On the 8th March I posted here on my thinking about a new bike (buying a new bike) and identifying the Giant Defy 2 Advanced as the leading contender for my money. But due to it having been announced as the magazine Cycling Plus Bike of the Year, they would not be available at the dealers I contacted until late May or even early June. Then Graham Shortt of the Edinburgh Bicycle Cooperative in Leeds commented on the post saying they could get one for me within a few days. So, to cut a long story short, that’s where I collected my new bike on Good Friday.
A week ago I went along to the shop at Chapel Allerton where Graham spent some considerable time helping me decide which size of frame I needed. The problem was that, at 6 foot, I was exactly halfway between two of Giant’s frame sizes – medium/large and large. He produced 2 bikes with these frame sizes and managed to fit them both to the position I wanted. This involved changing a stem on one, inverting the stem on the other, moving and adjusting the saddles of both, and trying a few different combinations of spacers to adjust the height of the handlebars. For each change I took the bikes out for a spin round the block which included a surprisingly steep hill. In the end I road the two bikes adjusted to identical positions and chose the smaller frame. The smaller frame seemed quicker in the bends. The last thing I did was ride them both round the car park in tight circles and the smaller framed bike definitely felt as if it cornered better. I’m not sure why this is and may just be an impression rather than a physical reality. The wheelbase of the smaller framed bike is just 1.5 centimetres shorter, just over half and inch, but I’d be surprised if this made that much difference to handling and cornering. In the meantime I learned a lot about the modern head set and stem arrangements. The illustration above is of the set-up we ended up with for the smaller frame – the default stem length but inverted (which raises it) and with a 10 mm spacer (which lowers it). For future reference this stem height calculator may be useful, http://alex.phred.org/stemchart/, provided you know the angle and length of the stems you wish to compare and the available spacers.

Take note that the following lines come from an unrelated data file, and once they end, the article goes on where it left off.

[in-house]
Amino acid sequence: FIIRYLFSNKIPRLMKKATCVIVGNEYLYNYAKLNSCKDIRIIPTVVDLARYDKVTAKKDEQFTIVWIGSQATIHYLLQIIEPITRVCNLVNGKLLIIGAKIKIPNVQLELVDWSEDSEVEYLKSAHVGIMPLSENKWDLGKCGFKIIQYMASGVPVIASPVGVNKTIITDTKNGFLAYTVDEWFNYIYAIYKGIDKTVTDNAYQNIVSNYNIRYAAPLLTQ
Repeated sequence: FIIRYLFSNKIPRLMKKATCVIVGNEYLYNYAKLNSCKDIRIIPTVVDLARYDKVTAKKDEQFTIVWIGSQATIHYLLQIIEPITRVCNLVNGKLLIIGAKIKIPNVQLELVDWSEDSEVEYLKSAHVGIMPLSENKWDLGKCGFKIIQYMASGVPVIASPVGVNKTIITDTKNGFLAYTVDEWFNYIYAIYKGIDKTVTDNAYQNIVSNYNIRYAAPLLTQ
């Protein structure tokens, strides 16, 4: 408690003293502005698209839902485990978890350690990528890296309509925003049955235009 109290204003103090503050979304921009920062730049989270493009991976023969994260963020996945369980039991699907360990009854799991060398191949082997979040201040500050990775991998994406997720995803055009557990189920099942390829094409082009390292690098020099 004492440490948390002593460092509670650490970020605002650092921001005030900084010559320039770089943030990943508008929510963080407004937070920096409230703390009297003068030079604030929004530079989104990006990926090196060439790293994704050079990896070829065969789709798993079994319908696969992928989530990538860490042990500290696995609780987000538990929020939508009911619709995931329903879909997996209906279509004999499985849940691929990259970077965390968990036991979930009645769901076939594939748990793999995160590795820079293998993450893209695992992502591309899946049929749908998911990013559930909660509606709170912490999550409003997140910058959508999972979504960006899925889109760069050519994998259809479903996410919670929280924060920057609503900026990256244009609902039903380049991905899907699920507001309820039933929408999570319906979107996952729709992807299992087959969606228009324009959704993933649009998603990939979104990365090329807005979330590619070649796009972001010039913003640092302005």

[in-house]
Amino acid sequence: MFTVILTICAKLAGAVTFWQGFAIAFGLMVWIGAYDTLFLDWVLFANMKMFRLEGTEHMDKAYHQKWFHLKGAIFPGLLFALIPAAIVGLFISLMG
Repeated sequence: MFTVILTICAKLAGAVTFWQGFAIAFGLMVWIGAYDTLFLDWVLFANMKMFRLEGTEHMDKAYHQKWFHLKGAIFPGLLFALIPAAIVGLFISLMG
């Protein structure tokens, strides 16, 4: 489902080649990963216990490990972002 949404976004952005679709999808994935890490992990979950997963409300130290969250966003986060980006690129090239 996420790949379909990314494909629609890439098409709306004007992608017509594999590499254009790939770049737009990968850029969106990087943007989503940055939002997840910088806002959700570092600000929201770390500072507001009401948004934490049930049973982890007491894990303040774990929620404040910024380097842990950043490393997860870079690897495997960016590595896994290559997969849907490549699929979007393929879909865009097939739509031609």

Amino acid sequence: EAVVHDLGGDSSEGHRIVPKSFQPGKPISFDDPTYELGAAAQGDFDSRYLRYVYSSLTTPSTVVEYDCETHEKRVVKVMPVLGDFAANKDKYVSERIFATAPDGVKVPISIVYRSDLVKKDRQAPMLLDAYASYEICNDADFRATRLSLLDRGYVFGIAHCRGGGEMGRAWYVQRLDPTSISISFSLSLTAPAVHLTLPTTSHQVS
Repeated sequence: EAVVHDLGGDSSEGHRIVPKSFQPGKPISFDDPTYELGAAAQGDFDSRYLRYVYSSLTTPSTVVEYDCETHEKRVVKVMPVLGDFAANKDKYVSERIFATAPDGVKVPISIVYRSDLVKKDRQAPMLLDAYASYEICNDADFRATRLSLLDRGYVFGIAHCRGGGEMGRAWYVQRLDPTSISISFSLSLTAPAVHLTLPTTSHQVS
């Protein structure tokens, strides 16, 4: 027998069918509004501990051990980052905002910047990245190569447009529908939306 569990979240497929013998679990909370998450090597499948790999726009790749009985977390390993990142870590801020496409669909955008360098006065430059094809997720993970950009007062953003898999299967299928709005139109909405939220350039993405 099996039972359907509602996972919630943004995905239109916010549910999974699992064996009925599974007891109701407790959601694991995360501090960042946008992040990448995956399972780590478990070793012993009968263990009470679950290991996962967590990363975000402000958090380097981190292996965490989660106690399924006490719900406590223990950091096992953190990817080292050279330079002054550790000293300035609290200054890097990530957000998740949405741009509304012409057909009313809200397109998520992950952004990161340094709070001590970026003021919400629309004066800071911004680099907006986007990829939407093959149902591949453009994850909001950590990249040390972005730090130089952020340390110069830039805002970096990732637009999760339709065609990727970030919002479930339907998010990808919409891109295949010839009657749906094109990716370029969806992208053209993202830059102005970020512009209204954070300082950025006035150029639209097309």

The other issue we discussed was gearing. As someone who makes regular use of the smallest of the 3 chain rings on my hybrid to get up even quite modest hills I was worried that the fashionable ‘compact’ double chain ring set up wouldn’t give me the crawler gears I need. However, the bike has 10 sprockets on the block giving a theoretical 20 gears. My other bikes have blocks of 5 and 6. In practice you shouldn’t use top and bottom sprockets with the small and big chain ring respectively and there is some overlap so you end up with 18 usable gears. I could have had a triple chain set fitted for about £300 extra or an 11-30 block fitted instead of the 11-28 default for about £40. I decided to stick with the default as the bike is considerably lighter and more efficient than my hybrid and in due course so will I be. I can always get lower gears fitted one way or another later if I need them.
Graham told me about a nice on-line ‘drag and drop’ graphical gear calculator I found very useful to compare different combinations of chain rings and rear sprockets. You can view my 34/50 11-28 set up there. It shows the full range of gears in inches, percentage difference between adjacent gears and how fast you would be going in each gear at a cadence of 90 rpm. A more conventional gear calculator can be found at http://www.sheldonbrown.com/gears/.
So, as should be evident from this post, I was not short of attention, good advice and information from Graham and his colleagues at The Edinburgh Cycle Cooperative. This extended to the advice I got with pedals and shoes as I had never used the ‘new’ clip-less pedals and shoes before, another trip into the unknown. I was also very happy to deal with a worker owned cooperative. And the icing on the cake was when I was advised that, if I delayed buying and collecting the bike until Good Friday, I would get the sale discount on all goods including bikes of 15%!
Since collecting the bike yesterday I have been out on it twice for short rides to check the position and get used to the clip-less pedals. The position may need a little tweak and I will be going back to the shop in due course for a fine tune. Getting used to the pedals may be a bit more of a problem. On my first ride I couldn’t get my foot free as I approached a busy roundabout. I ended up using someone’s front garden path as and escape route before I got free. Embarrassing. I’ve got the hang of that bit now but I still have trouble getting my second foot clipped in when I set off. I am assured this will become second nature in due course. So far I am delighted with the bike. Comparing times and speeds on courses I have done on my hybrid it is clearly an easier bike to ride. Long drags I struggled up at about 4 to 5 mph I went up at 6 to 8 mph. Still not likely to worry Wiggins but a significant percentage improvement for me. Flat cruising speed is now nearer 20 mph rather than 16 and I’ve added a few miles an hour to my descent speeds too but this is probably due to the higher gearing. The bike is marketed as a comfortable but sporty endurance bike but I’m sure it is a better race bike than I’ve ever had before. It will be interesting to compare it with my retro Woodrup racer when I get it out when Spring arrives.